US President Donald Trump says he has cancelled a peace deal with the Taliban.
Mr Trump tweeted he had been set to meet Afghan President Ashraf Ghani and senior Taliban leaders on Sunday.
But he cancelled the meeting at his Camp David retreat after the Taliban admitted it carried out a recent attack in Kabul that killed a US soldier.
US negotiator Zalmay Khalilzad had announced a peace deal “in principle” with the Taliban on Monday.
This comes after nine rounds of talks between the US and Taliban representatives, held in Doha, the capital of the Gulf state of Qatar.
“Unfortunately, in order to build false leverage, [the Taliban] admitted to an attack in Kabul that killed one of our great great soldiers,” the president tweeted.
“I immediately cancelled the meeting and called off peace negotiations.”
As part of the proposed deal, the US would withdraw 5,400 troops from Afghanistan within 20 weeks. However Mr Khalilzad said final approval still rested with Mr Trump.
The US currently has about 14,000 troops in Afghanistan
What about the attacks in Afghanistan?
On Thursday, a Kabul car bombing carried out by the Taliban killed 12 people, including a US soldier.
A Romanian soldier serving with the Nato-led mission in the country was also killed.
The attack – the latest in a series of almost daily acts of violence – highlights fears that US negotiations with the Taliban won’t end the daily violence in Afghanistan and its toll on civilians.
Democratic Congressman Tom Malinowski said that inviting the Taliban to Camp David was “weird”, adding he supported the president’s change of plan.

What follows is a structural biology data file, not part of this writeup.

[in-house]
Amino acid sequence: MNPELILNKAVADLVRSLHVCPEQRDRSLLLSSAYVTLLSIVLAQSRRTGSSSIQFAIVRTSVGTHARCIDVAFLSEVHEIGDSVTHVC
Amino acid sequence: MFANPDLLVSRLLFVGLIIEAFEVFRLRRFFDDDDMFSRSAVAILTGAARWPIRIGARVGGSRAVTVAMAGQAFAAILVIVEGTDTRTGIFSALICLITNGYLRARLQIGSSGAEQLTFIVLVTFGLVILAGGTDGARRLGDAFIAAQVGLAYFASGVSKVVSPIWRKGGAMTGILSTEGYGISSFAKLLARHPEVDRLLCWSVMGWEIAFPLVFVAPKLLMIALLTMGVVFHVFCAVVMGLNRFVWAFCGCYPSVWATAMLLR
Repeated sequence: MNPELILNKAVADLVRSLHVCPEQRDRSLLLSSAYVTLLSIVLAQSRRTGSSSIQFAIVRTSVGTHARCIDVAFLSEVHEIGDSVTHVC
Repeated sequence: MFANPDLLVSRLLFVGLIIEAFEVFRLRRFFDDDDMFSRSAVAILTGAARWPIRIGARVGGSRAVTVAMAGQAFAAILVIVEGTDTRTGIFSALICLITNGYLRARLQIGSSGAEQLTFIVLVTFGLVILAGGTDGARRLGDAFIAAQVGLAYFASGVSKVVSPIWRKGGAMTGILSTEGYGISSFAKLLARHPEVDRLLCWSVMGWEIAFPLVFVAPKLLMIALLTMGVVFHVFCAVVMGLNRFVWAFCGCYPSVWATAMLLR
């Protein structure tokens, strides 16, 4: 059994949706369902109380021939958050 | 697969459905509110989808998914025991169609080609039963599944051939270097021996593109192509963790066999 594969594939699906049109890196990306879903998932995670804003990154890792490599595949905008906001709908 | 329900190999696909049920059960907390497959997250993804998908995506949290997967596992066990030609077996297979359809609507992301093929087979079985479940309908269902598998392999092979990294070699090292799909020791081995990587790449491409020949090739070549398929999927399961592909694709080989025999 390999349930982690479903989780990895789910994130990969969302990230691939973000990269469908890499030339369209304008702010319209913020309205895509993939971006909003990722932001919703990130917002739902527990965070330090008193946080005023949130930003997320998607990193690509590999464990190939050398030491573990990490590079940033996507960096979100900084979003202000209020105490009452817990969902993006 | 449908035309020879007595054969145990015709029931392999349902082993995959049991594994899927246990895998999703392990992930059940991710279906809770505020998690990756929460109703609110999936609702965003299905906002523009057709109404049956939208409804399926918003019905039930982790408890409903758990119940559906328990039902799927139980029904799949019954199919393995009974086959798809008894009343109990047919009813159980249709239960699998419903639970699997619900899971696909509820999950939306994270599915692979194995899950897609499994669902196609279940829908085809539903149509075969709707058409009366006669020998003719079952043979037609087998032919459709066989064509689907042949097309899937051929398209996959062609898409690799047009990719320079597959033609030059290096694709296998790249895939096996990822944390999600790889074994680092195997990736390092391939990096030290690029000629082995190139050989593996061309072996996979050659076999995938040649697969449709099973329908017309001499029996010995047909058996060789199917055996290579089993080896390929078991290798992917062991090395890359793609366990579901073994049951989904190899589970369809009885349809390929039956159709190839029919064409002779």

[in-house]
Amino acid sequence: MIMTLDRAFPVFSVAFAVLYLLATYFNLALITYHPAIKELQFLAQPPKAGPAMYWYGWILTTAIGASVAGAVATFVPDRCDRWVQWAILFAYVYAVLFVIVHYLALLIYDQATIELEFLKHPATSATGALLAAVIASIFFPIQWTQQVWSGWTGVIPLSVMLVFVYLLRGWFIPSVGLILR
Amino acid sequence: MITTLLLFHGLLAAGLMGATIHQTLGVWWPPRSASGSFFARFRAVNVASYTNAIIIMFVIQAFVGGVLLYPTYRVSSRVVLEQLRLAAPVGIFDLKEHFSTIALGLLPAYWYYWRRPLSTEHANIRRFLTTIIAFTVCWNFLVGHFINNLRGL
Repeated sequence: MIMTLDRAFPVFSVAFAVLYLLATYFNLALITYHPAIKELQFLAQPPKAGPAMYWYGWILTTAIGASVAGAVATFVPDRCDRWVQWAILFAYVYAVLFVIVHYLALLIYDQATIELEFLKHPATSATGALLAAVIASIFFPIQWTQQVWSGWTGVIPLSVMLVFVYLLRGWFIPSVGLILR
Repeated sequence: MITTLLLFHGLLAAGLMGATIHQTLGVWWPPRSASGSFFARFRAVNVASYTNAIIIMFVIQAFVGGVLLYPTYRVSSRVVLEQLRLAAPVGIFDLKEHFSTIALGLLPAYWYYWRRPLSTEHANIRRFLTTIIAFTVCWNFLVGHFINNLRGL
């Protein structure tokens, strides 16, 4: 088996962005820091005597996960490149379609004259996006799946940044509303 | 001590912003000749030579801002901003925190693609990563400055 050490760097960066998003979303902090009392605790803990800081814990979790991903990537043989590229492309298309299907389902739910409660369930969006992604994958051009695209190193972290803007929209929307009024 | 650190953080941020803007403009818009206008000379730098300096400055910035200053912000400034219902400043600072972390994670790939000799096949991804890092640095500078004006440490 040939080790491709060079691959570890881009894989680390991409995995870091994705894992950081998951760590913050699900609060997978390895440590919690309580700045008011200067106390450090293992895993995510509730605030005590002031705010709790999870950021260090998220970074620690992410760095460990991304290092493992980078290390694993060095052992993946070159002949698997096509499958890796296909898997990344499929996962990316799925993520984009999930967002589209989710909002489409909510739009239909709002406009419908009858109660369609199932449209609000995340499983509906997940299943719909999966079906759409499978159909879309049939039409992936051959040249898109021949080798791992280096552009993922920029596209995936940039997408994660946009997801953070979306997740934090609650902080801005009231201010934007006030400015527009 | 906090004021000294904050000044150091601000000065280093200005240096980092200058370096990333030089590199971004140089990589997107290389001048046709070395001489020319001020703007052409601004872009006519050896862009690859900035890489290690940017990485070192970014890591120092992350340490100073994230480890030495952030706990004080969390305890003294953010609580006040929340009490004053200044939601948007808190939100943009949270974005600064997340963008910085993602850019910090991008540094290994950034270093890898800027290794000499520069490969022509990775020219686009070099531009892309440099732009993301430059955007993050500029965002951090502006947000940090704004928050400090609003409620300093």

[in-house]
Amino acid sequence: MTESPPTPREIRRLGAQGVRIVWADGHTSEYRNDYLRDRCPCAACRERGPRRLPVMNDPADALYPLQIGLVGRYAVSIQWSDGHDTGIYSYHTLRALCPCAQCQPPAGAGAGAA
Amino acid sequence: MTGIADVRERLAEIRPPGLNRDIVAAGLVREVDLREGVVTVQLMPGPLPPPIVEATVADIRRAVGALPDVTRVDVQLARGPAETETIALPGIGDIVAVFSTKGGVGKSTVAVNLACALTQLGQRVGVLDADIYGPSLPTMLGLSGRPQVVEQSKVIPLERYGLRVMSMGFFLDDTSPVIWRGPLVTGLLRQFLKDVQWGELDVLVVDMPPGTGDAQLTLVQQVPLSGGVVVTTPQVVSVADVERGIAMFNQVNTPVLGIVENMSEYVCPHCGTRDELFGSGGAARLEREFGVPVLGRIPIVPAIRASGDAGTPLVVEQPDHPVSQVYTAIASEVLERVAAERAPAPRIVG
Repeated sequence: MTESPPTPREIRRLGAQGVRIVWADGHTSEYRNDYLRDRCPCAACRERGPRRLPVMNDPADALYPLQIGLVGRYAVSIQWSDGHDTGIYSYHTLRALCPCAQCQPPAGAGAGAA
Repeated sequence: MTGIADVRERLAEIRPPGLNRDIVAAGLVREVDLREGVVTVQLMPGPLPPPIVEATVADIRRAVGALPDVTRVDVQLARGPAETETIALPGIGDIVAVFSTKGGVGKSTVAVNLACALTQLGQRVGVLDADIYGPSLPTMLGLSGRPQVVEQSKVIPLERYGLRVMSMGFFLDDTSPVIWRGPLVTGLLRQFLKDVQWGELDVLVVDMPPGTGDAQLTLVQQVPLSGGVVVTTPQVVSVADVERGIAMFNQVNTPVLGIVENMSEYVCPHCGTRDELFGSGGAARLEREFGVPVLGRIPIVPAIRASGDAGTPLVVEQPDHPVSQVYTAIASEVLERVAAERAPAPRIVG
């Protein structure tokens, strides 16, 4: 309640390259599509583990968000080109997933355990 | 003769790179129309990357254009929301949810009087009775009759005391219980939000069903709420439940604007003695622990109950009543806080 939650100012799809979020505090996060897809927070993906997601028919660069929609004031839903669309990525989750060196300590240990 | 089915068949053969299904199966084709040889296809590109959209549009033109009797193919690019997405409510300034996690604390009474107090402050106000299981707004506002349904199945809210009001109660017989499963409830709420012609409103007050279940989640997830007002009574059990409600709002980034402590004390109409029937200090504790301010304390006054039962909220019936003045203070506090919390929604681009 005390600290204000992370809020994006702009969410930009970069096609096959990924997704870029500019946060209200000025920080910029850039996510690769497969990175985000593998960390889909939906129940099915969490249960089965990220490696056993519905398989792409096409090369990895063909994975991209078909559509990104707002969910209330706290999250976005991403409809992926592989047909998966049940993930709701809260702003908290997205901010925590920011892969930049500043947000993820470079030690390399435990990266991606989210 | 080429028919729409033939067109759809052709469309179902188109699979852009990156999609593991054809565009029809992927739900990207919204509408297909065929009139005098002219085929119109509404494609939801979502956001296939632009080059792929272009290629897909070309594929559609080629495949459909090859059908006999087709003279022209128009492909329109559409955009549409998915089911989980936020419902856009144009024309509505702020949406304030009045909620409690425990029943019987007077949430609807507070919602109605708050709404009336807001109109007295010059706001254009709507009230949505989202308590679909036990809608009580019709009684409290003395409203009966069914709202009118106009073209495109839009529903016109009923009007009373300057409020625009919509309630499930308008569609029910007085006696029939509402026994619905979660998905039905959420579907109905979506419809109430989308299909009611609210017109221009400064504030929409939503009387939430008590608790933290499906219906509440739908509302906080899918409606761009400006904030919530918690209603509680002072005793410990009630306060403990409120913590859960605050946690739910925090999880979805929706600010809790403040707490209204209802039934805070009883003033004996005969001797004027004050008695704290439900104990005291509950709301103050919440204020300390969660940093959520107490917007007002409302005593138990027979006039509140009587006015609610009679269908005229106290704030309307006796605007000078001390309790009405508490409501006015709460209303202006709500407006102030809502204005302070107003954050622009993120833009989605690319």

“Everyone knew they’ve been continuously committing terrorist attacks. But I’m glad the president called off this farce, and hope this good decision sticks,” tweeted Mr Malinowski.
Ever since the US envoy Zalmay Khalilzad arrived in Kabul a week ago with news of “a deal in principle,” there have been almost daily Taliban attacks, and a growing chorus of anger in Afghanistan – and the US.
The Taliban say they’re targeting foreign forces. But time and again, Afghan civilians are suffering.
The new agreement is said to only include a commitment to reduce violence. A senior US diplomat explained they’d accepted the Taliban argument that a ceasefire was their main bargaining chip for Afghan talks set to follow the US negotiations.
A senior Afghan official angrily told me “a ceasefire is our bargaining chip too,” insisting the government would not accept the current deal. Afghan leaders accuse the US of bestowing legitimacy on the Taliban, which has only emboldened them.
There is also mounting scepticism, now voiced by President Trump, that any commitments made by Taliban negotiators in Doha won’t be kept by commanders in the field
What does each side want from the talks?
The militants now control more territory than at any time since the 2001 US invasion and have so far refused to talk to the Afghan government, whom they deride as American puppets.
In exchange for the US troop withdrawal, the Taliban would ensure that Afghanistan would never again be used as a base for militant groups seeking to attack the US and its allies.
Some in Afghanistan fear that a deal could see hard-won rights and freedoms eroded. The militants enforced strict religious laws and treated women brutally during their rule from 1996 to 2001.
Nearly 3,500 members of the international coalition forces have died in Afghanistan since the 2001 invasion, more than 2,300 of them American.
The figures for Afghan civilians, militants and government forces are more difficult to quantify. In a February 2019 report, the UN said that more than 32,000 civilians had died. The Watson Institute at Brown University says 58,000 security personnel and 42,000 opposition combatants have been killed.